There should not be any kernel panics if 100% of the code in the kernel is correct; but this can never be proven for all possible combinations of hardware and software. At present, the kernel panics in Mac OS X usually have to do with a particular combination of hardware, or faulty hardware, which the kernel has not been written to handle correctly, and when that particular combination occurs, the kernel executes an invalid instruction and goes through the panic sequence one it realizes that.

Now if the kernel gets caught in an infinite loop, the hardware has no way of knowing this (again, you can prove this with pure math), and therefore it will never put up the kernel panic information. The only way around this problem is to use an external separate CPU whose sole function is to check the main CPU (or rather, have the main CPU "check in" with it) periodically to see if the main CPU is stuck in a loop. This separate CPU is called a "watchdog timer", as if it is not "fed" (updated) by the main CPU it will "bark" (declare a loop status and restart the main CPU). Of course, if the code in the watchdog timer is faulty and goes into a loop, then you need a second watchdog to watch the first watchdog, and so forth.



SirSteve
Premium
join:2003-11-28
Woodbury, CT

Re: Can someone explain a Kernel Panic on the Mac?

Thanks for all the replies.

I have to say, in the PC world when using Windows 98/Me the Blue Screen of Death was known to most everyone. However, with a fully patched XP/SP2 system, I have never seen the BSD or experienced a crash that required a restart.


ruud4

join:2001-11-02
New Haven, CT
reply to SirSteve

Kernel panics on the Mac are just as rare. The only time I've seen them was with one 10.2.x revision where you could trigger a bug in the filesystem code by renaming a directory in a very interesting way, and with the drivers for a USB-based ADSL modem. In general (and as mentioned above), kernel panics only happen with faulty hardware or buggy drivers (or a bug in the kernel itself).
--
bgp hints - Internet routing news, hints, and tips.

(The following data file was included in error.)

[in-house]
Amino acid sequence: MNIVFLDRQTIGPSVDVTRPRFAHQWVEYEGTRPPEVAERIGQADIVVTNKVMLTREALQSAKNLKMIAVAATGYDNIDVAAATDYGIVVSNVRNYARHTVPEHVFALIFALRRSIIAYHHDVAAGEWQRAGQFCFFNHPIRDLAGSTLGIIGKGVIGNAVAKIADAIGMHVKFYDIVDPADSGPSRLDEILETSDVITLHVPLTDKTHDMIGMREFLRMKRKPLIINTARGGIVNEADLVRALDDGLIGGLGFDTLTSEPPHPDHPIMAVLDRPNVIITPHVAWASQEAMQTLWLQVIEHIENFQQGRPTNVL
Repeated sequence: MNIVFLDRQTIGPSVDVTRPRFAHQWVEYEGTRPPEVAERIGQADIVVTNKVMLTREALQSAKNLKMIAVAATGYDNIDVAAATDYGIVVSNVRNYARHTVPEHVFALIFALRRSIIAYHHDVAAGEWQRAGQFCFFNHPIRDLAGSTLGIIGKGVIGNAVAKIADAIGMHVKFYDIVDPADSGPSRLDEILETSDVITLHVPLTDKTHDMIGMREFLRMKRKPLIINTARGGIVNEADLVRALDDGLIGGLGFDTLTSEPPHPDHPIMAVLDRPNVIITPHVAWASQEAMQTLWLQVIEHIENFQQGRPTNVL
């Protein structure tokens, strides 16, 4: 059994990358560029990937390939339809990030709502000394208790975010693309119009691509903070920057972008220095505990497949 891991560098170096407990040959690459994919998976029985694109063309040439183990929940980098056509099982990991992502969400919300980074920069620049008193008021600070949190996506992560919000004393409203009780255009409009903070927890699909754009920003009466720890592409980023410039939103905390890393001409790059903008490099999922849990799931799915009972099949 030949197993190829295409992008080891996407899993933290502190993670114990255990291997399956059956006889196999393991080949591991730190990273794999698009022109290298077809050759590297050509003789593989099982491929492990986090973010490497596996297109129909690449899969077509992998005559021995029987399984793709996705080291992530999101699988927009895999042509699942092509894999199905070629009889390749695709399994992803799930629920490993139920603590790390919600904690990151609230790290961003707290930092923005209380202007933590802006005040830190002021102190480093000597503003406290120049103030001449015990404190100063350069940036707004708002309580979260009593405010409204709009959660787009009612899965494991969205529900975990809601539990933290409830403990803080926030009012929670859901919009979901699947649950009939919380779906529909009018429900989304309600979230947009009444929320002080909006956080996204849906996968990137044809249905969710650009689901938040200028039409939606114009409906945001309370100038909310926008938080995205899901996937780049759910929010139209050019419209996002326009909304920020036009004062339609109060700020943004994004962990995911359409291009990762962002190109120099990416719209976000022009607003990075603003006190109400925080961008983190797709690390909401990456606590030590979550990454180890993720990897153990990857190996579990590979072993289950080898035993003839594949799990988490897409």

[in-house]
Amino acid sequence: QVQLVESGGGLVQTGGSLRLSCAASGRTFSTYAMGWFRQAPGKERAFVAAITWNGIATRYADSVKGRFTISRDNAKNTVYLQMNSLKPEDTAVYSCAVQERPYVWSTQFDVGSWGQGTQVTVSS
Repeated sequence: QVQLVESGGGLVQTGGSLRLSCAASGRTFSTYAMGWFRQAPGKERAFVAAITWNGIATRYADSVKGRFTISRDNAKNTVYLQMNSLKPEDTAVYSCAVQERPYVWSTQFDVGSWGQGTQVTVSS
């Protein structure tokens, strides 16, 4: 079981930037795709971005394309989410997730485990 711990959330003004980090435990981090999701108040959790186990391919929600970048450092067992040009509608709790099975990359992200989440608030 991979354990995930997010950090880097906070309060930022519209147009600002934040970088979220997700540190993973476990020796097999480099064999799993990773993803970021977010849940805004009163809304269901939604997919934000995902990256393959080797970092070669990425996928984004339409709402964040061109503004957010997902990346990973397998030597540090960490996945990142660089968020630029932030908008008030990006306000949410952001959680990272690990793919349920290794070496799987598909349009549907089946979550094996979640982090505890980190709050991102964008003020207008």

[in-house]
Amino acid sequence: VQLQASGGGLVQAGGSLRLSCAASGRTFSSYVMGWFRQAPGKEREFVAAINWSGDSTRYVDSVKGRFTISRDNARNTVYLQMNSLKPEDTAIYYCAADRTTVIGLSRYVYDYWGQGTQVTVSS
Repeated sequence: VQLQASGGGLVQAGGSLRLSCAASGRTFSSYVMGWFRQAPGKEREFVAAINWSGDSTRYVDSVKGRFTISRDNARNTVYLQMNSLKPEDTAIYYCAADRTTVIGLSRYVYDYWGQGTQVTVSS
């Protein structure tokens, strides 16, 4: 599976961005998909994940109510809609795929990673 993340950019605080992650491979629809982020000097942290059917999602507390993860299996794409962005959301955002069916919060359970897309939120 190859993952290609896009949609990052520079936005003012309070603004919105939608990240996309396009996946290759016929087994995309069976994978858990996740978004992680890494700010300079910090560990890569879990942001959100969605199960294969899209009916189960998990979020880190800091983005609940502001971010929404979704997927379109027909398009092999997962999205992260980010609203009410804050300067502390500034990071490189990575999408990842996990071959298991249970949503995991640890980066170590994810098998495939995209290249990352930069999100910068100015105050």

Bubba_T
Fast Faisil Strikes Again
Premium
join:2001-09-22
Columbus, IN
reply to Johnny

Re: Can someone explain a Kernal Panic on the Mac?

Wow!! Johnny, you're awesome!! Thanks for explaining. I've always wondered what a KP is, but never experienced one. So anyway, thanks again!!!



ICanDigIt

@aol.com
reply to Johnny


abuelsamid

join:2002-01-02
Ypsilanti, MI
reply to SirSteve

Re: Can someone explain a Kernel Panic on the Mac?

We haven't had a Kernel panic on the 2 macs in our house since 10.1, and that was after a power failure and restart that caused a file system corruption. A data backup and system restore corrected it never to be repeated.


russotto

join:2000-10-05
West Orange, NJ
reply to SirSteve

A watchdog timer is typically hardware, no code to screw up. But the Mac doesn't use one. If you get the kernel in an infinite loop, the system hangs solid.



badcat2

join:2000-10-18
Glastonbury, CT
reply to Johnny

Re: Can someone explain a Kernal Panic on the Mac?

Johnny, Excellent explanation of a kernel panic, thanks!!!

Chris



bobrk
You kids get offa my lawn
Premium
join:2000-02-02
San Jose, CA
Reviews:
·SONIC.NET
reply to SirSteve

Re: Can someone explain a Kernel Panic on the Mac?

I must say that I've never seen a BSD on my various XP work boxen, but they do get to a point where they just don't work right any more, lose speed, and beome unresonsive. I had one today where Outlook first started acting up and then wouldn't start again. I just rebooted to fix it.

I've been running Mac OS X on a Cube since the beta days and now on both a Cube and a G5, and I don't think I've ever seen a KP. Lameass programs (like Safari) crash all the time, but the box doesn't.
--
AntiWar.com | bobrk | The Blow Kings



rjackson
Premium,VIP,MVM,Ex-Mod 2005-13
join:2002-04-02
Ringgold, GA
kudos:1

1 recommendation

reply to ICanDigIt